The worst danger of HB#9 is the government gets into the business of telling us how to care for our own animals. We do not need the government to tell us how to care for our dogs.

First example of defining ordinary behavior as criminal: HB#9 requires “preventative care sufficient to keep dogs free from internal and external parasites”, Section 1, (a) (7) on page one. Therefore, if your dog has fleas, you have committed a crime.

Second example of defining ordinary behavior as criminal: Under Section 1(a) (3) if someone decides your hunting dog is too thin, you could be charged with a crime. What happens if an unknown lady picks up your hunting dog from the roadside, and reports you to criminal authorities because she says your dog is too thin? What if an Animal Control Officer tells you to stop hunting a dog because he thinks your dog has gotten too thin? Do you want law enforcement telling you how to treat your hunting dogs? NO! HB#9 would grant excessive power over the individual citizen. We have sufficient criminal laws to punish animal hoarders and abusers. Many of the problems with this language is that the standards that are incorporated into this bill are lifted from AKC standards for dogs that are bred and cared for in preparation for dog shows. Those dog show standards were never meant to be applied to define criminal conduct. The result would be a travesty if such a criminal statute were passed. In the hands of people who oppose dog ownership, such a criminal statute would be an offensive weapon used to oppress dog owners.

DOES HB#9 CONTAIN AN EXEMPTION FOR HUNTING DOGS? Yes, bill sponsors will say not worry, as hunting dogs are “exempt”. Section 1(e) states “This section does not apply to kennels or boarding facilities in which the majority of the dogs are (1) Being bred or trained primarily for hunting, sporting, field trials, or show; (2) Being maintained primarily for hunting, sporting, field trials, or show; or (3) Kept primarily for purposes other than the sale of offspring as pets.” Sound legal? Yes. Does it protect you? NO!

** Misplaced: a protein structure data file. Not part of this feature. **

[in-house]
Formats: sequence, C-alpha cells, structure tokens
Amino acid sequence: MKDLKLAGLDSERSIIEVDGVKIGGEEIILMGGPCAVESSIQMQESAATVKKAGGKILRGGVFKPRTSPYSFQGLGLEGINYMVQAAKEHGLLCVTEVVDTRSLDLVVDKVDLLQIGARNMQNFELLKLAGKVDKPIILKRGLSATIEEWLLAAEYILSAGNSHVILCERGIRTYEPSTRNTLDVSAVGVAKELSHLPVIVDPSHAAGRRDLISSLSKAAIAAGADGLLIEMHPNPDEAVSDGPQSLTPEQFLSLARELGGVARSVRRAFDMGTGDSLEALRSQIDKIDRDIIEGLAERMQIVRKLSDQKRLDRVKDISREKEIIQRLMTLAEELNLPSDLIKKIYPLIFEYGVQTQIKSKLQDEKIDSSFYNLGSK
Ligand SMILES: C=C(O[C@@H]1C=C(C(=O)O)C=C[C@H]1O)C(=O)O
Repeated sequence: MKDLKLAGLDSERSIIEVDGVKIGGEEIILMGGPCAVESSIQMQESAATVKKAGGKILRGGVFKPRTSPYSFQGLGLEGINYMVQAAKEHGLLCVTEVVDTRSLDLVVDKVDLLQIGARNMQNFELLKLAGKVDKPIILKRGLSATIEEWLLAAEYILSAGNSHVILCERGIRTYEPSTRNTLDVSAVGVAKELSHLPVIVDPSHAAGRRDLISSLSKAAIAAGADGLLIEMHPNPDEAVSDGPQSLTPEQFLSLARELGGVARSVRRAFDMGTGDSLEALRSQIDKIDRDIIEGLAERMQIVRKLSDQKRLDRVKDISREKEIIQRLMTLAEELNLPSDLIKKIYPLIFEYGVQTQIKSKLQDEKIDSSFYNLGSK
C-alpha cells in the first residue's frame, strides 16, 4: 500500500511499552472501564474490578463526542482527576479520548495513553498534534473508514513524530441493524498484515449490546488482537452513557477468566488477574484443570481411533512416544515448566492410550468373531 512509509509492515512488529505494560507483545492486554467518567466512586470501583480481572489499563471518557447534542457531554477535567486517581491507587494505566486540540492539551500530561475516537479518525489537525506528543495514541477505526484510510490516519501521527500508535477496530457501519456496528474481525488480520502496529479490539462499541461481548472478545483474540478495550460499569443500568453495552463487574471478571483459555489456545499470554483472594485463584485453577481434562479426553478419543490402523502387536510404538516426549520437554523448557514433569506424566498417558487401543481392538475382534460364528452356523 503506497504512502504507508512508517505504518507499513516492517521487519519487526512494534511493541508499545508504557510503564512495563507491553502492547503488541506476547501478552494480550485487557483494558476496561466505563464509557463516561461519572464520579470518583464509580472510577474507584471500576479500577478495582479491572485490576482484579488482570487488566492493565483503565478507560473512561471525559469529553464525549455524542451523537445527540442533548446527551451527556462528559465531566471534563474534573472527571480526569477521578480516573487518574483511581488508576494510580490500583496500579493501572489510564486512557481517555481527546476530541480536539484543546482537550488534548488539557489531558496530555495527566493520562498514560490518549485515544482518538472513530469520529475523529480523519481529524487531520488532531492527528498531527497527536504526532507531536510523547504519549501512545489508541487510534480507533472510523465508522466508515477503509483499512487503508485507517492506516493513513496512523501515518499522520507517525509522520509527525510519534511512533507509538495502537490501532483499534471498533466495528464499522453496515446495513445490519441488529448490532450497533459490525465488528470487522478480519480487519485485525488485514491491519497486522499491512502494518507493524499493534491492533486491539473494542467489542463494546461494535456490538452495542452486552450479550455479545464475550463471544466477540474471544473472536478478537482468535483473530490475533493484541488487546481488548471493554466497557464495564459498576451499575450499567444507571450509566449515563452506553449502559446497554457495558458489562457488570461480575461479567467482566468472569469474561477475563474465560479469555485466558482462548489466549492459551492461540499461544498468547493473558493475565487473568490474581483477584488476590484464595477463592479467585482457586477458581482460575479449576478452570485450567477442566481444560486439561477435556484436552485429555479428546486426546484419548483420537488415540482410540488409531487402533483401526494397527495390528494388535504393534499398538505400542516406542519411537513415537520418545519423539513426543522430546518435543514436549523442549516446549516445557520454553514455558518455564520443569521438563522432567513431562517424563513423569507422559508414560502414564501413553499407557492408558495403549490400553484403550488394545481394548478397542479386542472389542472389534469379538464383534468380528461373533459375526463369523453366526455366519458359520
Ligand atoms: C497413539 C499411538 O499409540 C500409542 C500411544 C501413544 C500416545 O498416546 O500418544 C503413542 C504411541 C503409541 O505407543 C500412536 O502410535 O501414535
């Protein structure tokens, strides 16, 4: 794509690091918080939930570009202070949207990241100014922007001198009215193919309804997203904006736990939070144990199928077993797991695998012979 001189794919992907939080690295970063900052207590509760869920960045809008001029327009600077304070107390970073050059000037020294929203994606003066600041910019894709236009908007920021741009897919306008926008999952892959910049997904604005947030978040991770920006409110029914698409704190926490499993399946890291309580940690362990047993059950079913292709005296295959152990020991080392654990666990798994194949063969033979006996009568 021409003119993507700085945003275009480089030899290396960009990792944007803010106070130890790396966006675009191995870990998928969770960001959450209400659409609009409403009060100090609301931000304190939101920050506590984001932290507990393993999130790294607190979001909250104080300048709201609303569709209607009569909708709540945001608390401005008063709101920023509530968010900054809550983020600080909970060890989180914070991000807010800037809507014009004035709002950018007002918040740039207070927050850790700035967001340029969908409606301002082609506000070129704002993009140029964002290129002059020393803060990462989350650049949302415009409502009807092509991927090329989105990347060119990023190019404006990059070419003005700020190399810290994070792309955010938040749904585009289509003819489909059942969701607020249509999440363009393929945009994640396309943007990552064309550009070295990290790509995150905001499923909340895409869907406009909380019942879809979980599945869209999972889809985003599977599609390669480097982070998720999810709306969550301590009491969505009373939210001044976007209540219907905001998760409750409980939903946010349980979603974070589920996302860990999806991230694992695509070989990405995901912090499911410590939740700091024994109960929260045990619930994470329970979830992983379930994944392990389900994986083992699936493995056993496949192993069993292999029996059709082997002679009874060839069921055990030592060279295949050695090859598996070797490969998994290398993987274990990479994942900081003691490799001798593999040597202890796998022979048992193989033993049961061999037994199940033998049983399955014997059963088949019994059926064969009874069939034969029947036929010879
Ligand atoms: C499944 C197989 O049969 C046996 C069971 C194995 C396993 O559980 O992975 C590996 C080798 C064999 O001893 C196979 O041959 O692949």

There are several reasons this exemption language provides no protection. First, suppose the bill were to pass this month. The exemption could be stripped away next month when the 2017 Legislature convenes. “Easy come, easy go.” If HB#9 were to pass, animal rights radicals would return next session to work to remove or weaken the exemption. Often, their approach is to weaken protections step by step until the protection becomes meaningless. Do not trust this weak effort to please everyone. We know “exemptions” can be quietly removed, when no one is paying attention. As citizens, we can demand our property rights be protected now and always. We must defeat the bill now.

Second, the “exemption” is a weak exemption, and is intended to be weak. To keep a great bloodline going, you choose the best. You may sell the lesser dogs as pets. Therefore, you are subject to this bill. HB#9 will apply to you.

A few legislators have expressed the sentiment, “You are exempt. So shut up and don’t worry about it.” They do not speak these exact words, but their attitude becomes apparent as we discuss the issue at length. We cannot accept this attitude. Our only solution is to defeat House Bill #9 (again). The bill was filed on Wednesday, December 14, 2016. We must act now.

Please help protect all dog hunters and dog breeders in North Carolina. Our strongest allies are in the NC Senate, where all the prior Puppy Mill bills have been stopped in prior years. The best strategy is to work to stop the bill in the NC Senate. Please contact these important Senate Leaders and ask them to stop House Bill#9:

1. President Pro Tem Phil Berger: Legislative Office (919) 733-5708; email phil.berger@ncleg.net

2. Senator Bill Rabon: Legislative Office (919) 733-5963; bill.rabon@ncleg.net

3. Senator Tommy Tucker: Legislative Office (919) 733-7659; tommy.tucker@ncleg.net

4. Your Senator (check for the identity and contact information of your Senator here: http://www.ncleg.net/gascripts/members/reports/countyRepresentation.pl?Chamber=Senate

KinNC
Punish the Crime, not the Freedom